I have a long history with educational games. In the earliest of my last 29 years, I can recall hours pleasantly spent with MECC’s Number Munchers and The Learning Company’s Where in Time is Carmen San Diego, amongst others. But games don’t have to be specifically educational in order to teach. Many are imparting valuable learning at the same time they’re entertaining. Here are a few surprising lessons that video games have taught me.
In my day, we didn’t have fancy headset mics with which to hurl curses and racial epithets at each other. I taunted using the keyboard, like a man. But “LeetNinjaGangsta” wasn’t going to wait for the end of my turn before gibbing me with his railgun, so I had to type quickly. Hence, epic-fast typing skills, especially in profanity-laced descriptions of others’ Quake 2 skills — highly-useful, I’m sure you’ll agree.
After I was shown the locations of “gorilla” and “snake” within the recesses of the family computer’s file system, I learned my first real lesson about computers: .exe and .bat files were games, sometimes. Soon after, I began learning my second lesson: how to locate those files using the command prompt and DOS Shell. Just seven years old, I had already started on the path of nerdery that finds me writing for Digital Trends today.
Blizzard’s original Diablo provided my friends and I our first opportunity to play online. It also provided the first opportunity to cheat while doing so. During this time, our Web skills were honed by searches through atrocious Geocities and Angelfire pages for the newest hacks. Those early days spent weathering awful fonts and animated gifs make today’s web — yes, even MySpace — infinitely more tolerable, and instilled an appreciation of quality Web design that has persisted to this day.
The open-ended environment of EVE Online boasts an incredibly deep player-run economy. Some of the game’s most powerful players are its super-industrialists: characters with in-game economic interests of hundreds of billions of ISK (the in game currency) — equivalent to thousands of real-world dollars. With its thrilling space combat and numerous opportunities to spend time in spreadsheets, it’s easy to see why EVE remains a popular choice MMO choice amongst uber-nerds.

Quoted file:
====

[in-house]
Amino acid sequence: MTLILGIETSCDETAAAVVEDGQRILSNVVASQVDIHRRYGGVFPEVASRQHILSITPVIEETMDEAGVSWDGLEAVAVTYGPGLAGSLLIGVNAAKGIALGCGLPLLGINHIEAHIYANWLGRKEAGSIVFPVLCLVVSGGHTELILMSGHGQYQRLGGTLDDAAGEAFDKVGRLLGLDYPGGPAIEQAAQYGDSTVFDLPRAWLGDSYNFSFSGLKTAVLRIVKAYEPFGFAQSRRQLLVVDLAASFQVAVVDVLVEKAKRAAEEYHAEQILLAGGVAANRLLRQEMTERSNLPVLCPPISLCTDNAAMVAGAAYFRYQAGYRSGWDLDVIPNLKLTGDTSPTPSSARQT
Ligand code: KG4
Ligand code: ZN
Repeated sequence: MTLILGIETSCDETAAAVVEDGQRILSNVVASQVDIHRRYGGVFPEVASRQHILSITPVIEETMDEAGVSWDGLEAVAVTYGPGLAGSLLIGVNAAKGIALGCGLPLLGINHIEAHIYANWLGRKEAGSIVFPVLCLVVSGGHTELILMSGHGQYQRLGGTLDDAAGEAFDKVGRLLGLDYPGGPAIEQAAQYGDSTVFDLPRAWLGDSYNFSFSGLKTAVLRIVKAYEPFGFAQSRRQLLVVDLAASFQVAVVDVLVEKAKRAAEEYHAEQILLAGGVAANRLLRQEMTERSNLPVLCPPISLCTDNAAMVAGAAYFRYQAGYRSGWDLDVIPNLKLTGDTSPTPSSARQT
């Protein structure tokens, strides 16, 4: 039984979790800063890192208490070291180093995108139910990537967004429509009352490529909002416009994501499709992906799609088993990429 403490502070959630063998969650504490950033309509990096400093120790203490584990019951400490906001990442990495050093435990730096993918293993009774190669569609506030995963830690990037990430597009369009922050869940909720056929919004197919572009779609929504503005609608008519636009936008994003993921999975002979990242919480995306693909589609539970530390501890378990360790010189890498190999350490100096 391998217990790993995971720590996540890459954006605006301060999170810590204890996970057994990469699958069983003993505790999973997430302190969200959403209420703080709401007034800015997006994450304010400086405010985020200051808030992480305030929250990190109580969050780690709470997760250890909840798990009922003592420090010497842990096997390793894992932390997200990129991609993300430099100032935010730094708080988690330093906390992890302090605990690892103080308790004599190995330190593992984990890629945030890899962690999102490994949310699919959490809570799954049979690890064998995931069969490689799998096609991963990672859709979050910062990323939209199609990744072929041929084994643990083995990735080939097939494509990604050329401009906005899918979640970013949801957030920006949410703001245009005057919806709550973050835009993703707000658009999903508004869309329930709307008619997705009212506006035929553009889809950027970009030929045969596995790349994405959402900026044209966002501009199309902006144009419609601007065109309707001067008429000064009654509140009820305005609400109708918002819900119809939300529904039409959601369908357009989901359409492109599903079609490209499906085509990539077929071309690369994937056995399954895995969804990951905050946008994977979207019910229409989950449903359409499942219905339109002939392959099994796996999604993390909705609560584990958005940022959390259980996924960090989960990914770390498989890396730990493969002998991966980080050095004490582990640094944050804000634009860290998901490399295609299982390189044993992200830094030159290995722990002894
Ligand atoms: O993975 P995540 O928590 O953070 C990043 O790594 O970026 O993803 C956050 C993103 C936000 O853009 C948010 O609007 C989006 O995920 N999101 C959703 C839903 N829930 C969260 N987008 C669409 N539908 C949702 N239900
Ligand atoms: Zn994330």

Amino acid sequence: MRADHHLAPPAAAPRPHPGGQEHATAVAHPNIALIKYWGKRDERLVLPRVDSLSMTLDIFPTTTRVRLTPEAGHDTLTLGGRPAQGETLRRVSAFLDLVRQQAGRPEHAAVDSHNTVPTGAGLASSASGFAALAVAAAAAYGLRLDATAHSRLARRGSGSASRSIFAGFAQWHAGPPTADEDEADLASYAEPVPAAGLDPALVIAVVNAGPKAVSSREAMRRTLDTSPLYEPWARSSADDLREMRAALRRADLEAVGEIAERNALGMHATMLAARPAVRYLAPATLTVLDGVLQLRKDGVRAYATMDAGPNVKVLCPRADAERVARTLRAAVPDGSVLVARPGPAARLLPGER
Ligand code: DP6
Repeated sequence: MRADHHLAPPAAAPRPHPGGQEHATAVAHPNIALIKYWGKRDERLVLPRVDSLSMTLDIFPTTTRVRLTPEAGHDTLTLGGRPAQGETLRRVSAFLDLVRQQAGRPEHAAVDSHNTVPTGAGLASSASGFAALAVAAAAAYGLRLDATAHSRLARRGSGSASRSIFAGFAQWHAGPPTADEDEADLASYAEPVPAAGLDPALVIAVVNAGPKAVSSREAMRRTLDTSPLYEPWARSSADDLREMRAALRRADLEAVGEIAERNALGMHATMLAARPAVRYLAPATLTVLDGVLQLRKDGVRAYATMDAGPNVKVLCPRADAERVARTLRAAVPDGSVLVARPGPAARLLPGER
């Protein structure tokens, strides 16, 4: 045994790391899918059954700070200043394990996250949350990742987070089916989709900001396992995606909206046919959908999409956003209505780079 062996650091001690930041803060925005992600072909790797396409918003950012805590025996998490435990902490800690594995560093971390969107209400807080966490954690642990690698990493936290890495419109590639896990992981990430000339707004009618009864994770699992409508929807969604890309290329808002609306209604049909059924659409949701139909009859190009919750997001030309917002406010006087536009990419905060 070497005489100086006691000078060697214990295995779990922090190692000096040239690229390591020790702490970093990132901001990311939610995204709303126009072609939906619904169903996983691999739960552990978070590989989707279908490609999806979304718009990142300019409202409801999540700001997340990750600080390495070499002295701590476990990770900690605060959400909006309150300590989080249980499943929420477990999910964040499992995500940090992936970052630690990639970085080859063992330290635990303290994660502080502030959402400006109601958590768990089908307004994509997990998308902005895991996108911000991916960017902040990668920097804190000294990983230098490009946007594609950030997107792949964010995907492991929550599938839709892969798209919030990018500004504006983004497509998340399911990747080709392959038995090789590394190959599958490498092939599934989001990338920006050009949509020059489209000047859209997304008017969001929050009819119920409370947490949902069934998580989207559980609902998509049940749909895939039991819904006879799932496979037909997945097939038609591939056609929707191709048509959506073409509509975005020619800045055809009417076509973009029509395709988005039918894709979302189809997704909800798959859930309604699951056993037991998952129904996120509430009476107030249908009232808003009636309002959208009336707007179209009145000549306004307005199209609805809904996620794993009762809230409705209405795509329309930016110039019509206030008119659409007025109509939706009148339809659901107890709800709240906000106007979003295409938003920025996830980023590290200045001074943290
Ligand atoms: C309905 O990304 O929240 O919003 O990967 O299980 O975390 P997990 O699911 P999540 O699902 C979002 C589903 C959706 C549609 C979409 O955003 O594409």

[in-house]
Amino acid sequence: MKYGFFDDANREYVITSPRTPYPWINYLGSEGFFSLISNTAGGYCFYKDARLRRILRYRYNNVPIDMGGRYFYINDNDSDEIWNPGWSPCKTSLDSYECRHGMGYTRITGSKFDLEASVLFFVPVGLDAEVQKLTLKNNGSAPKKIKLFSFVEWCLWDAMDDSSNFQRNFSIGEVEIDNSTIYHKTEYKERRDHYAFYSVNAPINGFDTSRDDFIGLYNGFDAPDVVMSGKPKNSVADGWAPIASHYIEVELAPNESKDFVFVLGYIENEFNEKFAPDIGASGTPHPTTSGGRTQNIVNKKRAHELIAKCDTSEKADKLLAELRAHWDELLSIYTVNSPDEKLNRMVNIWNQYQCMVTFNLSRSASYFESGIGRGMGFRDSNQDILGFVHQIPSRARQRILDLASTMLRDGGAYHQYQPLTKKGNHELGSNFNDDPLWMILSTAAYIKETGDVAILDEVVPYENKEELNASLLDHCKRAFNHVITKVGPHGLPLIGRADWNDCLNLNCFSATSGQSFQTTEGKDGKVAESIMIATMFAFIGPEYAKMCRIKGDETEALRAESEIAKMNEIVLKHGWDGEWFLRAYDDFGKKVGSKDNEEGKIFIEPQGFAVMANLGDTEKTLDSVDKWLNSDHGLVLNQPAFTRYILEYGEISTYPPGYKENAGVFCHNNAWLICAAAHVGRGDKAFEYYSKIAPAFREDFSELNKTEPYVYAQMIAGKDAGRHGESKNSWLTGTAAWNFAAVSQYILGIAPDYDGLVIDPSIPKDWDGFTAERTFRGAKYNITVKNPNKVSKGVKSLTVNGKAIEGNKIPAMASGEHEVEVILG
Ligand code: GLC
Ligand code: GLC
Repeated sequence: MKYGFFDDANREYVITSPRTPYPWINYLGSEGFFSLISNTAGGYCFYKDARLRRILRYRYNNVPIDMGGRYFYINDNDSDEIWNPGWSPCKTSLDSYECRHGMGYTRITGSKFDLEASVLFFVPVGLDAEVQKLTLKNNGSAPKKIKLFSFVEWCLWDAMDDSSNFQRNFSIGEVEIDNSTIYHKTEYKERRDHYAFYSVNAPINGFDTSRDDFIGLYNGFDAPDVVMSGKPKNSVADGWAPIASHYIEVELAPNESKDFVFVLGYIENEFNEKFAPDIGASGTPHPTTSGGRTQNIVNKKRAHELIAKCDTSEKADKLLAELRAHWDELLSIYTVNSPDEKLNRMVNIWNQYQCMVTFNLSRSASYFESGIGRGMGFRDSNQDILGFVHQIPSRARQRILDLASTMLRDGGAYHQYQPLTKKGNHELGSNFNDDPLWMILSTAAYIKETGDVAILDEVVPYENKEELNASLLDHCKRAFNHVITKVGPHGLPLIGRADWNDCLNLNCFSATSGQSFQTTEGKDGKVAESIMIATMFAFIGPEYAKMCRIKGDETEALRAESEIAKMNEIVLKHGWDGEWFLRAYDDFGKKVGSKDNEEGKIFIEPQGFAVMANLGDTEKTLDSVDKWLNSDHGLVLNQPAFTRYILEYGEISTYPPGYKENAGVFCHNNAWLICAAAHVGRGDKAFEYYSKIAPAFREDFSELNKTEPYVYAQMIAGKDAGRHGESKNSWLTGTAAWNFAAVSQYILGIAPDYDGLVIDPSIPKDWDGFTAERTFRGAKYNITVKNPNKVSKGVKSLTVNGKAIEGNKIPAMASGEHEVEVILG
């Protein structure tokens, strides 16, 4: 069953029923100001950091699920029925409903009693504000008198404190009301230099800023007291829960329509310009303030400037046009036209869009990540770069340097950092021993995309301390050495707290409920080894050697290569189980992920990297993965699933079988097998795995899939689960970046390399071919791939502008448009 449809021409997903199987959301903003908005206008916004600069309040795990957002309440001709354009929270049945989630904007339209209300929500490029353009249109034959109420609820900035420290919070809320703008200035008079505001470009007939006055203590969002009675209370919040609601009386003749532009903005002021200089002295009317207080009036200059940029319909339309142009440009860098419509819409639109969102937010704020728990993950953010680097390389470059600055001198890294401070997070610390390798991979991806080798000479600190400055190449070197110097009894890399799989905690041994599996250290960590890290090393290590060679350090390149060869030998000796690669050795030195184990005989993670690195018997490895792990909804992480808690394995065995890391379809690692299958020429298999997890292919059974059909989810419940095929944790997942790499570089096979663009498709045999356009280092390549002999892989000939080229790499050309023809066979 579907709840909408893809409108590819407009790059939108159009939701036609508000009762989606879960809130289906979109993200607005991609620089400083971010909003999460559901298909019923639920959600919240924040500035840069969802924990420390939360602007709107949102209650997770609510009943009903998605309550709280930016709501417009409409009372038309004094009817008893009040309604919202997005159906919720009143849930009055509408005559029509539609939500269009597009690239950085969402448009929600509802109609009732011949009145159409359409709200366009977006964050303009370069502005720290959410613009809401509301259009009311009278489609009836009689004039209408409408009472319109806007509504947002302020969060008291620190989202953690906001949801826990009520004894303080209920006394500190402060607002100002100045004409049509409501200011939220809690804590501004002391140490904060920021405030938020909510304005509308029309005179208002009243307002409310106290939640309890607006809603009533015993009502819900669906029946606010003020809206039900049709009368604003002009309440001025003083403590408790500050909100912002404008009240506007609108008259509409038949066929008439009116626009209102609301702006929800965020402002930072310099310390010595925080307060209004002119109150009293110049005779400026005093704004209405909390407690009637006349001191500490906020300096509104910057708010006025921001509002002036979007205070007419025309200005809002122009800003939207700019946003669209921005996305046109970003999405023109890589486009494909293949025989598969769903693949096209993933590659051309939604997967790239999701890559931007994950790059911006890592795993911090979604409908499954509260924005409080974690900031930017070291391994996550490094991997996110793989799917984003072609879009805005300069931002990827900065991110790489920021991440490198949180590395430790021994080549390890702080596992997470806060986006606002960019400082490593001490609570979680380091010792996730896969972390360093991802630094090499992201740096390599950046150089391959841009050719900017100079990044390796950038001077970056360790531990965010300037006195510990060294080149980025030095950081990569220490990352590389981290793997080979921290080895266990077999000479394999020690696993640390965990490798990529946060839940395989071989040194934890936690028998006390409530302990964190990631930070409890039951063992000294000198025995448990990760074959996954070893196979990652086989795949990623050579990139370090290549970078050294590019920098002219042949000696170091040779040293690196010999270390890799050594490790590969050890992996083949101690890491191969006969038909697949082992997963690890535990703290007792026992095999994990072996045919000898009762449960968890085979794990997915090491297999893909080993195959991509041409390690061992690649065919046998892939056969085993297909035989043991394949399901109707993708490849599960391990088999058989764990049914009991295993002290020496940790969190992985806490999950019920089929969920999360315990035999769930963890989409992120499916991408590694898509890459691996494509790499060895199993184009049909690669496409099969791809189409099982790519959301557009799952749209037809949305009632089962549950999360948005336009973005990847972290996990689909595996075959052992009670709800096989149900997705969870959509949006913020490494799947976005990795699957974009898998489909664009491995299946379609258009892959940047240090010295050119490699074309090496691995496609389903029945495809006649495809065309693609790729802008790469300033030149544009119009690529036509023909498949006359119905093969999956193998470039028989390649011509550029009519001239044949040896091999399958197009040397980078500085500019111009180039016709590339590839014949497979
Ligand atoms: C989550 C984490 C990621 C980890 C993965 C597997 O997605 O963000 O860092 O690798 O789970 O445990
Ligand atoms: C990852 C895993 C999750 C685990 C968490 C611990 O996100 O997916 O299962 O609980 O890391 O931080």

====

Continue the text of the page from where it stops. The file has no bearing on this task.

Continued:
While physical fitness is important to a healthy life, in many cases it doesn’t directly improve job performance. My keyboard doesn’t care how fit I am. On the other hand, video games train muscle groups and reflexes that translate directly over to your desk job. Professional Starcraft players move with lightning speed, executing more than 300 actions per minute. That fervent pace corresponds to incredible deftness with mouse and keyboard. The result: the most talented data-entry technicians of our generation are being lost to a world of intense competition and cheering crowds. It’s tragic.
I’m a big football fan, but my knowledge of the game is fairly limited. I pick up a bit each year, but I’ll always be surpassed by two groups of people: those who played football at some level, and those who play EA’s Madden games. A few virtual seasons coaching and managing a team can impart a surprisingly deep understanding of the sport. They won’t improve your marketability, but video games can increase your enjoyment of your favorite sports. That’s still pretty good.
CounterStrike and World of Warcraft can provide excellent studies in leadership and teamwork, especially when played at their highest levels. Far more often, though, they demonstrate the effects when those qualities are lacking: see “No, idiot, we’re on your team, quit flash-banging us,” and the humorous, if fictional, “Leeroy Jenkins,” respectively.
Sid Meier’s Pirates has taught me far more about the Spanish Main than I would have ever learned elsewhere, all while offering a gaming experience with addictiveness on par with the most serious street drugs. The simulation genre has long been a friend of educational gaming. Consider the ubiquitous Oregon Trail: acquainting children with the dangers of fording the river for more than 35 years.
Butts has died of dysentery.
A week-long seventh-grade mock trial taught me one thing, memorably: Objecting to things is the most fun one can have in the court room. Phoenix Wright taught me the same thing in the first fifteen minutes of gameplay. Winner: video games.
Minecraft’s sandbox mode provides a set of virtual building blocks so robust that actual working computers have been constructed within the game world. The dedication of the player community indicates that the sophistication of these projects will only increase. It can’t be too long before you’ll be able to play a game on a virtual computer in a computer game on a computer. Did I just blow your mind?
The Mass Effect games (and other Bioware properties) are well known for their morality-based dialogue system, where good and bad choices carry over from game to game. This culminates in the climax of the franchise’s third installment, where your character’s ethical history decides the fate of you, your crew, and the galaxy.
But, seriously: You’re learning
Writing this article was fun, but humor can obscure the real-life benefits of gaming. For example: Experience with the variety of game designs begets a facility with interfaces that can be helpful when learning new systems. All games are computer programs, after all, and using any computer program improves our ability to use others in the future. Each system trains us in its own way. Over time, we become more receptive to that training — whether it’s from the newest first-person shooter or the latest edition of Pro Tools.
The massive casual and mobile markets mean that there remains huge untapped potential for educational gaming. If we’re lucky, a company like Zynga will enter the edutainment space. If America attacked education with the same fervor with which we do the latest Facebook game, we’d be the most educated nation in the world. Maybe someday.